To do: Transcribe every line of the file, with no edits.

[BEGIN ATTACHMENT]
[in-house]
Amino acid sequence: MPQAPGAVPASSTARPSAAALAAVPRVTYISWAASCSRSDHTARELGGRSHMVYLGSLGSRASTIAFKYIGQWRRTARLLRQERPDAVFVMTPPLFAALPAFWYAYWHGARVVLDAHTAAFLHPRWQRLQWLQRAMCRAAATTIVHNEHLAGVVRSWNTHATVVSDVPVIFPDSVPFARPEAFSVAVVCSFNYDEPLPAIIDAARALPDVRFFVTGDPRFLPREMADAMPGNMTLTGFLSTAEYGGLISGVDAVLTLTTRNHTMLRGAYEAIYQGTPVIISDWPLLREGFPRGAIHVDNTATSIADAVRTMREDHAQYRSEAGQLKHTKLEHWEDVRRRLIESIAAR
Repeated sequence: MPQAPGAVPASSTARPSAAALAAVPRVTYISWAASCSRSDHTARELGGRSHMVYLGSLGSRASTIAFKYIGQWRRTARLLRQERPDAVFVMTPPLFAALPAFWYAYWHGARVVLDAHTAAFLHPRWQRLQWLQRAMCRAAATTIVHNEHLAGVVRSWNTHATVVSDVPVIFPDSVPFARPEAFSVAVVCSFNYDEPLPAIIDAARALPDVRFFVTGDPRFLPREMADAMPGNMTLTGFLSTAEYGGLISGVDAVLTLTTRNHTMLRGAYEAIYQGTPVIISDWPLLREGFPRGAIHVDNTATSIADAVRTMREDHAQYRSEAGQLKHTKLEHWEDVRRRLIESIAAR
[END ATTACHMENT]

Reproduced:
[in-house]
Amino acid sequence: MPQAPGAVPASSTARPSAAALAAVPRVTYISWAASCSRSDHTARELGGRSHMVYLGSLGSRASTIAFKYIGQWRRTARLLRQERPDAVFVMTPPLFAALPAFWYAYWHGARVVLDAHTAAFLHPRWQRLQWLQRAMCRAAATTIVHNEHLAGVVRSWNTHATVVSDVPVIFPDSVPFARPEAFSVAVVCSFNYDEPLPAIIDAARALPDVRFFVTGDPRFLPREMADAMPGNMTLTGFLSTAEYGGLISGVDAVLTLTTRNHTMLRGAYEAIYQGTPVIISDWPLLREGFPRGAIHVDNTATSIADAVRTMREDHAQYRSEAGQLKHTKLEHWEDVRRRLIESIAAR
Repeated sequence: MPQAPGAVPASSTARPSAAALAAVPRVTYISWAASCSRSDHTARELGGRSHMVYLGSLGSRASTIAFKYIGQWRRTARLLRQERPDAVFVMTPPLFAALPAFWYAYWHGARVVLDAHTAAFLHPRWQRLQWLQRAMCRAAATTIVHNEHLAGVVRSWNTHATVVSDVPVIFPDSVPFARPEAFSVAVVCSFNYDEPLPAIIDAARALPDVRFFVTGDPRFLPREMADAMPGNMTLTGFLSTAEYGGLISGVDAVLTLTTRNHTMLRGAYEAIYQGTPVIISDWPLLREGFPRGAIHVDNTATSIADAVRTMREDHAQYRSEAGQLKHTKLEHWEDVRRRLIESIAAR